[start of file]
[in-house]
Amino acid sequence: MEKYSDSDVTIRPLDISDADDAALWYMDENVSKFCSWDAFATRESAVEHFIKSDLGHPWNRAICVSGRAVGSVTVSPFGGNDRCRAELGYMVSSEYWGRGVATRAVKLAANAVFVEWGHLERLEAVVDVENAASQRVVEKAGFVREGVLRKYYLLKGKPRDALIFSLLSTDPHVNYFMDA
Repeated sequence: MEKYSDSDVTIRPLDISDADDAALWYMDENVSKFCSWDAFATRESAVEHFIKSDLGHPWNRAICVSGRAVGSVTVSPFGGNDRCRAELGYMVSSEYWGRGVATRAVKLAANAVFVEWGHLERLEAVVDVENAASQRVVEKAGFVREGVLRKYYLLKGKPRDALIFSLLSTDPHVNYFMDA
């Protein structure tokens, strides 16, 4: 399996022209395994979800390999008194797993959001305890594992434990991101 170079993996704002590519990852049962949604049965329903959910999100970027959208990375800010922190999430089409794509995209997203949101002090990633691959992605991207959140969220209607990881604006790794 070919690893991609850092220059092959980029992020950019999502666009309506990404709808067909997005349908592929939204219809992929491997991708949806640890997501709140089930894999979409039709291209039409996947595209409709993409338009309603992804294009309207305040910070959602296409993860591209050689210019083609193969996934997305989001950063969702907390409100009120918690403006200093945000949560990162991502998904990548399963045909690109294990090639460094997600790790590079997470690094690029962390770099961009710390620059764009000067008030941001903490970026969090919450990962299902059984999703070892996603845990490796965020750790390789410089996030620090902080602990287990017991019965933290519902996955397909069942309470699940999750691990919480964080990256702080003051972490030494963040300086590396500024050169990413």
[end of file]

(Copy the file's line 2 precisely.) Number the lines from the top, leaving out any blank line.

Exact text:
Amino acid sequence: MEKYSDSDVTIRPLDISDADDAALWYMDENVSKFCSWDAFATRESAVEHFIKSDLGHPWNRAICVSGRAVGSVTVSPFGGNDRCRAELGYMVSSEYWGRGVATRAVKLAANAVFVEWGHLERLEAVVDVENAASQRVVEKAGFVREGVLRKYYLLKGKPRDALIFSLLSTDPHVNYFMDA